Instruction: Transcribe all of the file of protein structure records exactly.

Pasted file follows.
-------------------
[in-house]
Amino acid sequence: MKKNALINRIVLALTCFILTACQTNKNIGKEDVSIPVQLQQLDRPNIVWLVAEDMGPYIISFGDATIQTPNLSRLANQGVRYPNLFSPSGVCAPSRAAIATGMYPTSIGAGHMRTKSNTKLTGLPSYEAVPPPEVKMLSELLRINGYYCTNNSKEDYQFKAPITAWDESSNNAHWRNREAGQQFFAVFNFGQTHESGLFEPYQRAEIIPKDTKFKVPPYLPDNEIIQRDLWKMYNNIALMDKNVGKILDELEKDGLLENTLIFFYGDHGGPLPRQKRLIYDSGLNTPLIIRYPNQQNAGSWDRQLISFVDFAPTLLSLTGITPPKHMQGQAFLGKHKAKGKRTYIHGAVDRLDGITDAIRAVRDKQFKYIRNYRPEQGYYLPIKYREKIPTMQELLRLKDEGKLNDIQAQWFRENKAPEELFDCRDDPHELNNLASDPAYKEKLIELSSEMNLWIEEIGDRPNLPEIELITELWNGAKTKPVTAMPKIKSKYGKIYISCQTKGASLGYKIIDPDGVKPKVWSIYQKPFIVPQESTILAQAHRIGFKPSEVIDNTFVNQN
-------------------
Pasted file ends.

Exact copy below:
[in-house]
Amino acid sequence: MKKNALINRIVLALTCFILTACQTNKNIGKEDVSIPVQLQQLDRPNIVWLVAEDMGPYIISFGDATIQTPNLSRLANQGVRYPNLFSPSGVCAPSRAAIATGMYPTSIGAGHMRTKSNTKLTGLPSYEAVPPPEVKMLSELLRINGYYCTNNSKEDYQFKAPITAWDESSNNAHWRNREAGQQFFAVFNFGQTHESGLFEPYQRAEIIPKDTKFKVPPYLPDNEIIQRDLWKMYNNIALMDKNVGKILDELEKDGLLENTLIFFYGDHGGPLPRQKRLIYDSGLNTPLIIRYPNQQNAGSWDRQLISFVDFAPTLLSLTGITPPKHMQGQAFLGKHKAKGKRTYIHGAVDRLDGITDAIRAVRDKQFKYIRNYRPEQGYYLPIKYREKIPTMQELLRLKDEGKLNDIQAQWFRENKAPEELFDCRDDPHELNNLASDPAYKEKLIELSSEMNLWIEEIGDRPNLPEIELITELWNGAKTKPVTAMPKIKSKYGKIYISCQTKGASLGYKIIDPDGVKPKVWSIYQKPFIVPQESTILAQAHRIGFKPSEVIDNTFVNQN